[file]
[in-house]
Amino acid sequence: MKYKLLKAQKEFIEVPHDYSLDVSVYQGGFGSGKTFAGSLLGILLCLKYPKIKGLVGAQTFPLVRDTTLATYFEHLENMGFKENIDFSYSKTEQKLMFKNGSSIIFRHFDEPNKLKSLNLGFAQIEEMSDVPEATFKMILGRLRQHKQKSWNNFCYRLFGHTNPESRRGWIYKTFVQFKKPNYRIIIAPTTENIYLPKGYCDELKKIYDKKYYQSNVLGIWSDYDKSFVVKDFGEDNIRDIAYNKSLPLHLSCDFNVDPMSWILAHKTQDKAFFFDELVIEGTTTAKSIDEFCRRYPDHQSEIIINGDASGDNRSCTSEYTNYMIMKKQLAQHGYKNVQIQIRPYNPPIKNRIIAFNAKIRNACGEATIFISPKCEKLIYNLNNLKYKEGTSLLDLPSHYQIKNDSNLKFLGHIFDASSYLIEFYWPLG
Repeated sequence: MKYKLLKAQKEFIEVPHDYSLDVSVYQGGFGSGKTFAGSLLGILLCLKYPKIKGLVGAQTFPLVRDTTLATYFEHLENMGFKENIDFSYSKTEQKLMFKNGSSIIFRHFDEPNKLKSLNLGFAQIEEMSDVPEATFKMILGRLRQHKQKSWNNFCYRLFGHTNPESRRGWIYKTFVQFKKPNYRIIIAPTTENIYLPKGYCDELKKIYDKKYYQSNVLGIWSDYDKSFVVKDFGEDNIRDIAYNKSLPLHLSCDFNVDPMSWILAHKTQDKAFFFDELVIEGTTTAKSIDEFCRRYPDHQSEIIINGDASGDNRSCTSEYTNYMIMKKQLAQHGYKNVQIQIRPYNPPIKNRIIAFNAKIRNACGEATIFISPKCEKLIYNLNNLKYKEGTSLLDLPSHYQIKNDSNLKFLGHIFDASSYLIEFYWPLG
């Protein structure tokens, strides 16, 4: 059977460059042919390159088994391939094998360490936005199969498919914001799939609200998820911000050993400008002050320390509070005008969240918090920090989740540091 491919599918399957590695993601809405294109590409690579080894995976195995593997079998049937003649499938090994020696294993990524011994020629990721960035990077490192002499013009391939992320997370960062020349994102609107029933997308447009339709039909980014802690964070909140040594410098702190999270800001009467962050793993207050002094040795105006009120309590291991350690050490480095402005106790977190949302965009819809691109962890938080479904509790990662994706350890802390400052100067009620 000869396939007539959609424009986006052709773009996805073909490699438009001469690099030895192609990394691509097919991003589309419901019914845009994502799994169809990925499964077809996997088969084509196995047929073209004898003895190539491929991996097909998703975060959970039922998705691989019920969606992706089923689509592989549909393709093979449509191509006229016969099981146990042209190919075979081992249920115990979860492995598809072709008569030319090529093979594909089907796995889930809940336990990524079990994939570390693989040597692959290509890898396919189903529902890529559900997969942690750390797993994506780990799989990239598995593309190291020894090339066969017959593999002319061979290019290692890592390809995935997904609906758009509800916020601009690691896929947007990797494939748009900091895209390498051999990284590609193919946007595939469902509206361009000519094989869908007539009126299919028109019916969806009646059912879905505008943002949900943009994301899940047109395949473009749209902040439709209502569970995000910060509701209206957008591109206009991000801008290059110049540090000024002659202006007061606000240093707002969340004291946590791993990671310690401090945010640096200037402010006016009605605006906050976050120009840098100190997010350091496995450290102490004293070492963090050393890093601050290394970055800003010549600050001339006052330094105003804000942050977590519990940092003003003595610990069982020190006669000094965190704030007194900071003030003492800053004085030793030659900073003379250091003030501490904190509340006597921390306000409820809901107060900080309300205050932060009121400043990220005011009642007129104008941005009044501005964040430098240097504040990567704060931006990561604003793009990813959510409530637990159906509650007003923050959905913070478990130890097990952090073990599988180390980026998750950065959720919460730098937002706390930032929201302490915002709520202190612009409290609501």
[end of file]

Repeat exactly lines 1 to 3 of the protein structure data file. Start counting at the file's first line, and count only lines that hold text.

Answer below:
[in-house]
Amino acid sequence: MKYKLLKAQKEFIEVPHDYSLDVSVYQGGFGSGKTFAGSLLGILLCLKYPKIKGLVGAQTFPLVRDTTLATYFEHLENMGFKENIDFSYSKTEQKLMFKNGSSIIFRHFDEPNKLKSLNLGFAQIEEMSDVPEATFKMILGRLRQHKQKSWNNFCYRLFGHTNPESRRGWIYKTFVQFKKPNYRIIIAPTTENIYLPKGYCDELKKIYDKKYYQSNVLGIWSDYDKSFVVKDFGEDNIRDIAYNKSLPLHLSCDFNVDPMSWILAHKTQDKAFFFDELVIEGTTTAKSIDEFCRRYPDHQSEIIINGDASGDNRSCTSEYTNYMIMKKQLAQHGYKNVQIQIRPYNPPIKNRIIAFNAKIRNACGEATIFISPKCEKLIYNLNNLKYKEGTSLLDLPSHYQIKNDSNLKFLGHIFDASSYLIEFYWPLG
Repeated sequence: MKYKLLKAQKEFIEVPHDYSLDVSVYQGGFGSGKTFAGSLLGILLCLKYPKIKGLVGAQTFPLVRDTTLATYFEHLENMGFKENIDFSYSKTEQKLMFKNGSSIIFRHFDEPNKLKSLNLGFAQIEEMSDVPEATFKMILGRLRQHKQKSWNNFCYRLFGHTNPESRRGWIYKTFVQFKKPNYRIIIAPTTENIYLPKGYCDELKKIYDKKYYQSNVLGIWSDYDKSFVVKDFGEDNIRDIAYNKSLPLHLSCDFNVDPMSWILAHKTQDKAFFFDELVIEGTTTAKSIDEFCRRYPDHQSEIIINGDASGDNRSCTSEYTNYMIMKKQLAQHGYKNVQIQIRPYNPPIKNRIIAFNAKIRNACGEATIFISPKCEKLIYNLNNLKYKEGTSLLDLPSHYQIKNDSNLKFLGHIFDASSYLIEFYWPLG